Super 8s should see strong get stronger and mystery get weaker

Carlow manager Turlough O’Brien says people are writing Tyrone off too easily

Turlough O’Brien: “Are Dublin going to win all three games? I don’t think they’re as good as they were. Donegal will test them the first game, and then Tyrone.” Photograph: Getty Images

Turlough O’Brien: “Are Dublin going to win all three games? I don’t think they’re as good as they were. Donegal will test them the first game, and then Tyrone.” Photograph: Getty Images

 

And then there were the Super Eight. For all the uncertainty of what happens next in the football championship there is an equal sense of familiarity – and only meek hopes and dreams for those not there.

Dublin, Kerry, Donegal, Galway, Tyrone, Monaghan, Roscommon and Kildare: of these eight, seven played Division One football this season; Roscommon were promoted, and Kildare and Donegal were relegated – those looking like temporary blips given how Kildare and Donegal have already turned things around.

There may still be potential for the element of mild surprise, although nothing to suggest a seismic shift in the existing football fortunes. The strong stay strong, the meek may inherit, and the mystery continues to be written out of it.

“I still don’t think it’s right that it was set up for the stronger teams, and that’s what we’re getting,” says Carlow football manager Turlough O’Brien, whose team beat Kildare in the Leinster championship for the first time since 1953, before exiting in the qualifiers against Tyrone.

“All the attention will be on the Super 8s for the next few years, the big cash cow. And the way we organise championship fixtures, there are too many get-out clauses for the top teams. The first thing about competition is fairness.”

Still, Carlow can aspire to being there: after beating Kildare, a kinder draw may have brought O’Brien close this year.

“Yeah, you look at those eight teams, we’ve played four of them over the last two years, and held our own against all four. So the dream is there for teams like Carlow to make the Super 8s next year.”

Individual talent 

From the teams he has faced this year, Tyrone look the more capable. Did he expect to see Kildare make the cut, having beaten them back on May 27th?  

“I wouldn’t say surprised, no. I’ve always thought Kildare have fantastic individual talent, are a very, very athletic team as well. But, and I wouldn’t be critical, you’d wonder sometimes are they mentally fragile. When they play very well, get on top of you, they can blow you away. But maybe if they’re in a dogfight how will they react?

“They probably underestimated us a little bit, and weren’t able to deal with our game when things started to go against them. They struggled a bit to get over Longford as well, had two great wins since then, and they’ve plenty of talent, no doubt about.

“When we got the upper hand they had no real answer to how we set up. And it was a great win for Carlow. Then the whole Newbridge debacle came into play, galvanised them, so they’re in a different place now, almost two seasons in one.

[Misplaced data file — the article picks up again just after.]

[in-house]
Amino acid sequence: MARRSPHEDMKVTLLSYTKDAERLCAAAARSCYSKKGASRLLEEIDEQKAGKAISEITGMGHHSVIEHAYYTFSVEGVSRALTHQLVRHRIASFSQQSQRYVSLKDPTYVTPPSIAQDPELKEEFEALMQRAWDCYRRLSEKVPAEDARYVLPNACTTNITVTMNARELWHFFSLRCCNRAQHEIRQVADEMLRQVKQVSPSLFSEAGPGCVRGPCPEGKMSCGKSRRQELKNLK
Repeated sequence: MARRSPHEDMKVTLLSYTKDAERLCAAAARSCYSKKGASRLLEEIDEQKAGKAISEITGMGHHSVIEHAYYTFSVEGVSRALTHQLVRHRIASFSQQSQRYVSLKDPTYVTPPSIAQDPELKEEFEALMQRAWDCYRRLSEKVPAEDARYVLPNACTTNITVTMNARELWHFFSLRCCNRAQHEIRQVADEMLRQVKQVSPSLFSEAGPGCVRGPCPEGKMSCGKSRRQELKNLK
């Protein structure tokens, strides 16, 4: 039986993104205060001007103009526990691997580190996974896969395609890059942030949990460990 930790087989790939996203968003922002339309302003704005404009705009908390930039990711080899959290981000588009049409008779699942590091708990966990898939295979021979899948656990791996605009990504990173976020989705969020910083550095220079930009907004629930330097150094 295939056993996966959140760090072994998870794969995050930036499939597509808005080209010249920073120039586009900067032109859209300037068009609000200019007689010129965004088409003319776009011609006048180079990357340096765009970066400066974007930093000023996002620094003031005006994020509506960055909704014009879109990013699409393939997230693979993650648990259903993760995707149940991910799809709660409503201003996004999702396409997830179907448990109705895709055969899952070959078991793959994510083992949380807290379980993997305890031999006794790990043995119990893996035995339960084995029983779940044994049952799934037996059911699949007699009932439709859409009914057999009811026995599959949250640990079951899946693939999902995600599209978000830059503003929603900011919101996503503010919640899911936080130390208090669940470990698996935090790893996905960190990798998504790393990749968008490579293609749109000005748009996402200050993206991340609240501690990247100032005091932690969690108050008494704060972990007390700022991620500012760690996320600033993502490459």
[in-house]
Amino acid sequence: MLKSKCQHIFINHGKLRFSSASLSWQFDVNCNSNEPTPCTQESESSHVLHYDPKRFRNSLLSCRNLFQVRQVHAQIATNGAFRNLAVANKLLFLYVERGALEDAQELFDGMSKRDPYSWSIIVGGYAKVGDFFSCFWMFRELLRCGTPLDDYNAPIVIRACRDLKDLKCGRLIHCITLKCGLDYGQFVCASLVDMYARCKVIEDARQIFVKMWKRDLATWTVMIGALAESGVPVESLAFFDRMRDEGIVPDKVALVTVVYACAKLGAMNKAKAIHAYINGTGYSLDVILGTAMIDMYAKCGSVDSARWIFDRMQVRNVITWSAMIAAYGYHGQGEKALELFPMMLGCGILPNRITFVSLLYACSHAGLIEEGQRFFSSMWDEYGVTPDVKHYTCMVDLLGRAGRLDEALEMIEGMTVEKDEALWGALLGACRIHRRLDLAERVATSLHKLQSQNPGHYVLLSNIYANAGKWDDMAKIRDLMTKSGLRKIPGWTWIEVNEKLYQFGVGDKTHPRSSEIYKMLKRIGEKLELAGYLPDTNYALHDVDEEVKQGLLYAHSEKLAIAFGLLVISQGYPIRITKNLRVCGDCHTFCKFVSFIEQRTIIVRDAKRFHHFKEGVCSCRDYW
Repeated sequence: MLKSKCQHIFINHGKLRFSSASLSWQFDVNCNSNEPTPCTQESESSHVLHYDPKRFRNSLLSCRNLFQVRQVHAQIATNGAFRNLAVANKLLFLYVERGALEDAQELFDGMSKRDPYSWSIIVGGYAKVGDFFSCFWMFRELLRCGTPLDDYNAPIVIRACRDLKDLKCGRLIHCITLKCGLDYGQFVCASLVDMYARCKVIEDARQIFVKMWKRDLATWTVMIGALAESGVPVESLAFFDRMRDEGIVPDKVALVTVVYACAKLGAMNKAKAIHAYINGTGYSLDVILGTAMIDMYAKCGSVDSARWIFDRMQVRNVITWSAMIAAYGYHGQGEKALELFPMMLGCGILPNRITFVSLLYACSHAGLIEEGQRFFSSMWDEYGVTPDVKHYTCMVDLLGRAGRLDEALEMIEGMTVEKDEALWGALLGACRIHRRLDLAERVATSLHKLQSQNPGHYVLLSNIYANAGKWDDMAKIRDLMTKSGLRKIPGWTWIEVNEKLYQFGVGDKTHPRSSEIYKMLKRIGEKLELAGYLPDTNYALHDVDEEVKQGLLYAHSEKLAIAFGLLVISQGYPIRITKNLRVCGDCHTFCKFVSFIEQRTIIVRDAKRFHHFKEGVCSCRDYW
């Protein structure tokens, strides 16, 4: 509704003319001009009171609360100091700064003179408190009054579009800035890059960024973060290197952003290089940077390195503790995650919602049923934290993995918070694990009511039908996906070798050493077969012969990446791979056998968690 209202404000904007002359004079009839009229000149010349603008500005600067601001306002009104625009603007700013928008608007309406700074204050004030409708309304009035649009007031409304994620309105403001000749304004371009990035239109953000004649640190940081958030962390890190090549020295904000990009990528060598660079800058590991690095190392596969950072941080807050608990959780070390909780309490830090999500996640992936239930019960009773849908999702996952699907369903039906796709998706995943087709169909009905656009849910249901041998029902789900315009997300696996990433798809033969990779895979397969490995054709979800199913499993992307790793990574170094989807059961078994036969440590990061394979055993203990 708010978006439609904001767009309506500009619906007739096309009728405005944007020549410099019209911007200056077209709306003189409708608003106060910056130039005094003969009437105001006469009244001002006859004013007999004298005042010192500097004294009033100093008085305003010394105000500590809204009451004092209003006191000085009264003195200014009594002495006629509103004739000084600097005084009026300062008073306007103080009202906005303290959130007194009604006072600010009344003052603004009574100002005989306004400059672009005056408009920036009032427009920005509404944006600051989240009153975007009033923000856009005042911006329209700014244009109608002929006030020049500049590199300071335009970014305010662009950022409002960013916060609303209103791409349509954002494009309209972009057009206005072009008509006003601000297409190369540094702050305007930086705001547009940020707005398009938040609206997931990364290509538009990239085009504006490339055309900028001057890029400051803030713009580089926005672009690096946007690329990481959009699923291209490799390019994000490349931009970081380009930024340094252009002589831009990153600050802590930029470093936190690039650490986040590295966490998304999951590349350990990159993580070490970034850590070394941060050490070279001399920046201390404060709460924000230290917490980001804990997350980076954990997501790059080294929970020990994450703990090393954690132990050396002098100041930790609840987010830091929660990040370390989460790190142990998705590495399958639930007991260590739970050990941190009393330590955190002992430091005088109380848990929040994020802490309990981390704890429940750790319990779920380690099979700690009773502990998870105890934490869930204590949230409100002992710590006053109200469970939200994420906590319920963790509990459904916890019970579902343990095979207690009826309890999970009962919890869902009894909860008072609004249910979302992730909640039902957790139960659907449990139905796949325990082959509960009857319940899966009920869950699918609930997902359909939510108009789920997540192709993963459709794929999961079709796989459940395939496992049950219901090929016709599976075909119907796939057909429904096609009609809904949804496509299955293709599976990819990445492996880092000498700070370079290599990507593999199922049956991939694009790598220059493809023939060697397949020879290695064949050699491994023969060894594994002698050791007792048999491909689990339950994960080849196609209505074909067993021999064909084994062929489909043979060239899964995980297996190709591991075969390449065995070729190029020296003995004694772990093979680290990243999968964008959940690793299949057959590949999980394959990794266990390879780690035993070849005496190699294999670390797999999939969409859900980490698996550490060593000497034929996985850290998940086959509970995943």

“At the same time they may find the Super 8s difficult enough. Galway will be very difficult to beat, already beat them in Newbridge with more or less a second string team. Going to Killarney to play Kerry is a different task as well. But, again, they have the talent, and Croke Park and Killarney will suit them, and they could make the semi-finals, but it’s a tough group.

“We played Monaghan last year as well, and they’ve had an easy run this year, haven’t really been tested. But they’re playing with confidence, aren’t just relying on Conor McManus either. But I think Kildare can beat them in Croke Park, and that would be a great start.”

Shocker

However, he thinks Tyrone, who beat Carlow in the Round Two qualifiers, will have the greater say. “I think people are writing Tyrone off too easily. They had a shocker last year against Dublin, got stung early with a goal, and there were huge gaps at the back. But I still rate them very, very highly. They’re a phenomenal team, incredible team work, work rate, and if they’re lacking anything it might be some out-and-out midfielders and an out-and-out finisher maybe.

“But they’re racking up great scores, have Dublin at home in Omagh, which is a great draw for Tyrone. If they beat Roscommon on Saturday that sets up some game for Omagh.

“Are Dublin going to win all three games? I don’t think they’re as good as they were. Donegal will test them the first game, and then Tyrone. It won’t get any easier. Roscommon are playing very open football as well, so it will be interesting to see how that goes.

“I think the best two teams will come out, of course they will. But you could have picked seven or eight of those teams at the start of the year. It’s an attractive programme for fixtures now, they all have strong panels, but I’m sure by the time all this has played out we’ll still have Dublin and Kerry in the All-Ireland final.” 

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